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Cornwall's riots

Graham Smith | 19:21 UK time, Tuesday, 9 August 2011

No shortage of rioting in Cornish history: the Camborne riots of 1873, apparently started by a dispute over a village cricket match; the "Little Ireland" riots of 1882, again in Camborne, over the bullying of local Catholics and the Newlyn riots of 1896, over the ever-thorny issue of landing fish on Sundays. I believe there are earlier records of food riots in Cornwall, notably in Redruth.

Comments

  • Comment number 1.

    These were real riots by real people with real grievances. The current disturbances are as described by a TV reporter - recreational riots. These people have no real grievances, they are just morons. Watch now for the squeals as the police do their detective work.

    Do I detect a wistful note in your comments?

  • Comment number 2.

    "The current disturbances are as described by a TV reporter - recreational riots."

    I think this is the worrying thing about it. What can we expect in the future when there are real grievances? If this unelected government carries on with their proposed cuts, who knows what some people may do.

  • Comment number 3.

    They are not protesting, that is greed, knowing what a joke the police forces have become. Britain is slipping down the road to anarchy, must visit my villa in Cyprus and she if the works been finished before this place burns down

  • Comment number 4.

    I am not sure what the "cuts" have to do with anything. We had an election last year and the government is carrying out its programme as it is entitled to. Not that we have had any cuts so far.

    I should think the main problem with your Cypriot villa is the lack of power, after they blew it up.

  • Comment number 5.

    If you're really interested in unrest in Cornwall have a look at Cornwall in Uproar by David Mudd (why the ex Tory MP was interested in social unrest is a story in itself). Has a very good background to the Camborne and Newlyn riots you mentioned, also unrest in Clay Country it a similar time period.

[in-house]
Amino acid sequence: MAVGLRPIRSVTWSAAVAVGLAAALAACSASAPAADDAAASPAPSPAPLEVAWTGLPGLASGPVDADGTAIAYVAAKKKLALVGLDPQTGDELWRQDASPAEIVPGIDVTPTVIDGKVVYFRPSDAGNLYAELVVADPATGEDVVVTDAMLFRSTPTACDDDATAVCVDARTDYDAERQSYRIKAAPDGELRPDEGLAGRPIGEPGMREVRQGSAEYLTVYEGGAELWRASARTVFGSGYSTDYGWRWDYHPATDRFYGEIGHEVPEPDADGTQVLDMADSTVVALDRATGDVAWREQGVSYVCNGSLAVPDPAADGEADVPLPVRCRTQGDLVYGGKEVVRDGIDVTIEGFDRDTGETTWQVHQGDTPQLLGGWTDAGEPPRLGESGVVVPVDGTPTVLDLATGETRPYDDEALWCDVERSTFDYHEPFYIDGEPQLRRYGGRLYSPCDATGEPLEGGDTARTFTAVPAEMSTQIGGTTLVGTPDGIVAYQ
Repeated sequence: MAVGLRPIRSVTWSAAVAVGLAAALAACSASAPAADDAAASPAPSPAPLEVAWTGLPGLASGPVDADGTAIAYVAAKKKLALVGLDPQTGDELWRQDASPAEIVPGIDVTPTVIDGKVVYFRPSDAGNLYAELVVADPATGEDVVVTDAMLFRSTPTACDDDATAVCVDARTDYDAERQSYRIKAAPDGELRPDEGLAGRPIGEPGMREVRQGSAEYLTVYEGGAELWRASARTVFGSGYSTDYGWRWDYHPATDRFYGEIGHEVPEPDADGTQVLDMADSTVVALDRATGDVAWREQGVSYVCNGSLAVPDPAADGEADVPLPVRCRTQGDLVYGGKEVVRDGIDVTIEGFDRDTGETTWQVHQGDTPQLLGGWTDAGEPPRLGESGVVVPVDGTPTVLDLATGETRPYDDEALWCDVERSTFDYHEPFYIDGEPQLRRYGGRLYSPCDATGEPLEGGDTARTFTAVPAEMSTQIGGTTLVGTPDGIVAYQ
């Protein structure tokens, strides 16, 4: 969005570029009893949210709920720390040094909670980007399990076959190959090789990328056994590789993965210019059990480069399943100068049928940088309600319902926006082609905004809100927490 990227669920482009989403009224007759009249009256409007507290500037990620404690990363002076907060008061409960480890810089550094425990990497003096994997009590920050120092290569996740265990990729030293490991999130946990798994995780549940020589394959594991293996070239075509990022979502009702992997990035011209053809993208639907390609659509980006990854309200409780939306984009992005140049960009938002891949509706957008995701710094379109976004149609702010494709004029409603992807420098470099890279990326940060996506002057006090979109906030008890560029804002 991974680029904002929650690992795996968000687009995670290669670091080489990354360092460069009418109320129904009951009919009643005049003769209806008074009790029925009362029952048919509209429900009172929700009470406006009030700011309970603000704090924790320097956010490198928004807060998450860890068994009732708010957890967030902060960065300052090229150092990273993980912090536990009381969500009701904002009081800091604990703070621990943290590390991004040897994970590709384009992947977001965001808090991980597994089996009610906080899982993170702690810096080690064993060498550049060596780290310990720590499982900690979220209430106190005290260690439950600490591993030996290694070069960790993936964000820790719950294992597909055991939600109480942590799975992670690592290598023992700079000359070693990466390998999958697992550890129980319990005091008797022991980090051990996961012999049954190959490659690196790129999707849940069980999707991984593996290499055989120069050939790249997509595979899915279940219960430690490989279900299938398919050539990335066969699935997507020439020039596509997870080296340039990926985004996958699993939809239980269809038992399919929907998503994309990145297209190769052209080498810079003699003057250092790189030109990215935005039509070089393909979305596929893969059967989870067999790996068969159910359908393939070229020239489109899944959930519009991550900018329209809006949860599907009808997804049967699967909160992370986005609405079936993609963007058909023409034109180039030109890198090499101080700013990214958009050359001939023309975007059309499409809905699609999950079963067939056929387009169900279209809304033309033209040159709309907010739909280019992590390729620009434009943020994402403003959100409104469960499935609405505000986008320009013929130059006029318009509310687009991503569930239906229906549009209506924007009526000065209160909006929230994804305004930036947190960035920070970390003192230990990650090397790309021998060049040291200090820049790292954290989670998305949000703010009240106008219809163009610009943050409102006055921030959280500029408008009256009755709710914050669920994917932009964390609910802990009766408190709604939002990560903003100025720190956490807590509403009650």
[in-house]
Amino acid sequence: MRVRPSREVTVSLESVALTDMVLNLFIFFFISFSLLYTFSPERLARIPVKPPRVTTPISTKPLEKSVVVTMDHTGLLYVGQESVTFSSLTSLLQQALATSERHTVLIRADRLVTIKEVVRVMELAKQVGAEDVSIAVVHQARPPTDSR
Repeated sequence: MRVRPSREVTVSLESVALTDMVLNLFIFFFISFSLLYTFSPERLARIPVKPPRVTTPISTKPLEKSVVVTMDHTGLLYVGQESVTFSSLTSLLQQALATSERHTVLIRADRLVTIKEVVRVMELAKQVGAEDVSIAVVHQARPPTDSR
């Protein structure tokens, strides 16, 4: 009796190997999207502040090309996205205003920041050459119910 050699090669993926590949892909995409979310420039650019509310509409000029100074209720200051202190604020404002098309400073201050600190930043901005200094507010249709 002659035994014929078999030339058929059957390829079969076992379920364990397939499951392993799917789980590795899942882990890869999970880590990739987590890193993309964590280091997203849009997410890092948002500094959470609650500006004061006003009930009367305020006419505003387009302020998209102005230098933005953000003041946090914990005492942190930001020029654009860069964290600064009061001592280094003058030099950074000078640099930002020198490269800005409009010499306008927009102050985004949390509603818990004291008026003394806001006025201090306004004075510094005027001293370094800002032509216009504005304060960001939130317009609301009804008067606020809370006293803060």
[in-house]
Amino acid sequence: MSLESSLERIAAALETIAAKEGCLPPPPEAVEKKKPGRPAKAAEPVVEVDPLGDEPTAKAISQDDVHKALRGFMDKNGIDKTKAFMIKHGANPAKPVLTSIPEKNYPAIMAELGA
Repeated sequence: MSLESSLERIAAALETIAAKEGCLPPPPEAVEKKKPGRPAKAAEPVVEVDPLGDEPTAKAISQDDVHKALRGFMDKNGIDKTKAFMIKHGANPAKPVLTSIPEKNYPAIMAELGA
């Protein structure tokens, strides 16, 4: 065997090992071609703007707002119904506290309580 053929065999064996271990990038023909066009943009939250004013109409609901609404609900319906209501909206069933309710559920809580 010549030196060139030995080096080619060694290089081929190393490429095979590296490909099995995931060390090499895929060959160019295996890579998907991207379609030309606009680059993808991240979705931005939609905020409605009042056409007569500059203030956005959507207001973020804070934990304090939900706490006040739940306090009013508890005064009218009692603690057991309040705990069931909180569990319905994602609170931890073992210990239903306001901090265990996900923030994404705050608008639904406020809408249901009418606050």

On the subject of food riots etc, it's interesting to note that these became less and less common place in the 18th century up country but continued in Cornwall into the 19th. So this is not the first time that social unrest/ rioting and looting have been at different times for the Cornish and the English.

  • Comment number 6.

    Rob wrote:
    "rioting and looting have been at different times for the Cornish and the English."

    Just when and how does it all starts is the big question

    http://www.thisiscornwall.co.uk/Foodbank-shelves-bare-poverty-tightens-grip/story-13111214-detail/story.html

  • Comment number 7.

    That's a very astute point young Cornwall, we have poverty in Cornwall and we have the same spending cuts, we have many of the same problems they do up country, yet our youth aren't taking to the streets and vandalising, looting and rioting. Why London, Birmingham, Gloucester, Northampton etc and not Truro, Newquay, Penzance, Redruth etc?

  • Comment number 8.

    Let me point out that there are more counties where there were no "riots", not just Cornwall.

  • Comment number 9.

    Rob wrote:
    "Why London, Birmingham, Gloucester, Northampton etc and not Truro, Newquay, Penzance, Redruth etc?"

    Could be closer nit communities everybody virtually knows everybody (locals that is) plus there is not so big a drug culture, saying that Cornwall still have bus shelters vandalised and the like. When people are at their wits end benefits stopped etc anything could happen, and what politicians have been saying regarding stopping benefits, this is only going to make things worse imo.

  • Comment number 10.

    Good point Slimslad there were many counties that didn't have rioting and looting, every Scottish, Northern Irish and Welsh county didn't have any of the problems of English cities.

    Young Cornwall perhaps it is to do with community. I don't think -for all the problems we do have in Cornwall- that we have the sense of disenfranchisment that they have up country. Perhaps this too is because of the tighter nit communities we have.

 

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